Built in 1948 with a Bauhaus design aesthetic, the guesthouse (set back on a country on more than 300 acres of lush fields) has six rooms and an impressive art collection. Three rooms have private decks, two have working fireplaces, and the entire space feels like a modern art and furniture museum. It's open to guests from April 1 to January 1.
YOU SHOULD KNOW Children must be over the age of 12 to stay at the guest house.
There are three queen rooms and three kings, all outfitted in pristine mid-century furnishings. The Master and East rooms offer the best view of Mt. Greylock from large picture windows and decks.
The original tile, in hues of pink, blue or yellow depending on the room, is meticulously clean and still shines. Lather up with high-end Ecru beauty products.
Take a seat in the massive living room furnished with a Noguchi coffee table, Kagan sofas, and a reproduction Eames chair.
Grab a book from the hundreds available throughout the house and spend a few hours reading and lounging.
The pool, set amid lush fields, is open seasonally.
There's no bar at the B&B, but the owners are happy to chill a bottle of wine for you in the fridge which can be enjoyed in the lounge area or on your private terrace.
Located on 315 acres of fields, woods, and wetlands, a car is needed to access the guest house and nearby attractions.
Mezze (9-minute drive) is an oasis of small plates, perfect for sharing, while inventive craft cocktails feature local spirits. Guest overwhelming flock to Gramercy Bistro (20-minute drive) at Mass MoCA for updated American and French classics, creative drinks, and Sunday brunch. For Mediterranean and Turkish flavors, head to Pera (12-minute drive) for lunch or dinner. The menu is full of vegetarian options, too.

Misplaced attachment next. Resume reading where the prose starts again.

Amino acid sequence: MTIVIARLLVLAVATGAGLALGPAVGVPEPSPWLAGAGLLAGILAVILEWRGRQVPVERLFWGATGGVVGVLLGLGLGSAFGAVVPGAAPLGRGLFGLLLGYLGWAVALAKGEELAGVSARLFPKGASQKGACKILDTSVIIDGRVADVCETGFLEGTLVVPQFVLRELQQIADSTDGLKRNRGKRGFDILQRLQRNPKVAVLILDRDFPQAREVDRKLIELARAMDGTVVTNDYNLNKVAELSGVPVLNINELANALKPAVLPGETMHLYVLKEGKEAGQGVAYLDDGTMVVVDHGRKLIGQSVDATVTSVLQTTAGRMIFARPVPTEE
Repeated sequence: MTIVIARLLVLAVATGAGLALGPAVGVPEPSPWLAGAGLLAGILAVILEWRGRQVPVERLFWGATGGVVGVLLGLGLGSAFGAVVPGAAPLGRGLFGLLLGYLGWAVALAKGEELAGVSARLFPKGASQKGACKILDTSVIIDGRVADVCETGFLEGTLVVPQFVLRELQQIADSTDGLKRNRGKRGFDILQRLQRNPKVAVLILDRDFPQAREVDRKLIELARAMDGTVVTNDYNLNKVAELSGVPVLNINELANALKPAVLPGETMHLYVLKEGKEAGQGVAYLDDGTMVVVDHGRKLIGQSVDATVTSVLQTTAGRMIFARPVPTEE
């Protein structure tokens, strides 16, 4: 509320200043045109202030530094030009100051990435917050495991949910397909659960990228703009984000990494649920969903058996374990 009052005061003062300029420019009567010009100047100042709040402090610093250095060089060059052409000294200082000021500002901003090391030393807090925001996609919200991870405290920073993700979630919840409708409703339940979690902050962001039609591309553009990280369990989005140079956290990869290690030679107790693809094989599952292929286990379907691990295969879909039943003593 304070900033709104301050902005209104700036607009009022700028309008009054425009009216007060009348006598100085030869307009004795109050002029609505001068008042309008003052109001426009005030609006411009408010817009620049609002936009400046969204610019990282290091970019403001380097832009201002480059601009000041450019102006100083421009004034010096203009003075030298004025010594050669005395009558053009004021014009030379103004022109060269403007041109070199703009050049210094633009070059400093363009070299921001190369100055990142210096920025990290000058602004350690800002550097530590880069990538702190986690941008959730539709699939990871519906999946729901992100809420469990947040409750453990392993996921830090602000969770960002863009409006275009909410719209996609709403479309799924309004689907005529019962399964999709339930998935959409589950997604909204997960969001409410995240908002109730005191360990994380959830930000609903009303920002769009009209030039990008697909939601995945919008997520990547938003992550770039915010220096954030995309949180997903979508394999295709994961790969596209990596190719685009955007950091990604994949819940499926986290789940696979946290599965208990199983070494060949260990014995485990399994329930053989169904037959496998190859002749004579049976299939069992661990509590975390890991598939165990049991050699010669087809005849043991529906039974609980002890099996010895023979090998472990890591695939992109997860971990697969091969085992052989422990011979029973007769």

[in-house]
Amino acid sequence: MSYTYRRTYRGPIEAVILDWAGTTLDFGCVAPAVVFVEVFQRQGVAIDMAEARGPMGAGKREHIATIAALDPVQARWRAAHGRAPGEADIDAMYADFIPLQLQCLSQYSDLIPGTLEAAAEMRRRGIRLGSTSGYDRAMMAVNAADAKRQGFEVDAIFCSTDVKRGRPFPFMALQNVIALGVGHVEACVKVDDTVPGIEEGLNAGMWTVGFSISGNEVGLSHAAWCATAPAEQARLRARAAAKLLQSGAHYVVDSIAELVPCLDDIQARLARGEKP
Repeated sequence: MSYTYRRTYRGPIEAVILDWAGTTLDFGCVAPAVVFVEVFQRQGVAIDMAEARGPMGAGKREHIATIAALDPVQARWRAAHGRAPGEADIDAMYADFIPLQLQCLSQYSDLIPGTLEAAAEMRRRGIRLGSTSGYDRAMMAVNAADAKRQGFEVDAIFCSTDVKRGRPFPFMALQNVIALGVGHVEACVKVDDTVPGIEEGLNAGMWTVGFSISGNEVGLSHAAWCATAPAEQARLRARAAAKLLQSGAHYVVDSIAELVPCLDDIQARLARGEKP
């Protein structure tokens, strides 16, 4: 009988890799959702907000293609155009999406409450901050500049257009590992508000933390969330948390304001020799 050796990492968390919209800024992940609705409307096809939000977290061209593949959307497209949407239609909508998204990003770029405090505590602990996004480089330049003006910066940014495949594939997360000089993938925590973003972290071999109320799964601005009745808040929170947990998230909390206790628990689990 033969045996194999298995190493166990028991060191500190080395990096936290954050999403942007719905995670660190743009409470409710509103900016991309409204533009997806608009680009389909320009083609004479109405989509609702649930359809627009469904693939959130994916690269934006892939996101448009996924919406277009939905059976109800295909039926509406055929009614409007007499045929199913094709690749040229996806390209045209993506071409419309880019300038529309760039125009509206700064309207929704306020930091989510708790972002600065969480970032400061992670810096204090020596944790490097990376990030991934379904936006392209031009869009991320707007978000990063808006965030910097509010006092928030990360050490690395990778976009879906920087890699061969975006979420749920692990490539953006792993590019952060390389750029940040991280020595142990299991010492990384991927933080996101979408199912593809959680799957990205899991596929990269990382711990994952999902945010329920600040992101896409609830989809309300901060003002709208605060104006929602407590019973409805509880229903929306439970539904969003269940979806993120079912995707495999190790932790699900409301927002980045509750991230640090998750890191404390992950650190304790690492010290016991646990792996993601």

Purple Pub (12-minute drive) offers pints and late night bar eats in a laid-back setting. The '6 House Pub, (10-minute drive) set in a rehabbed barn, cooks up pub favorites alongside an ample beer, wine, and mixed drink menu. In the summer opt for the outside patio.
WHY WE LIKE IT
The architectural gem will have you feeling like a character on Mad Men. The original owners, Lawrence and Eleanor Bloedel, were avid art collectors and guests have access to much of that collection on display throughout the house. Don't forget to bring your hiking boots to traverse several miles of walking trails. When you arrive back at the house you'll be treated with cookies or other homemade snacks.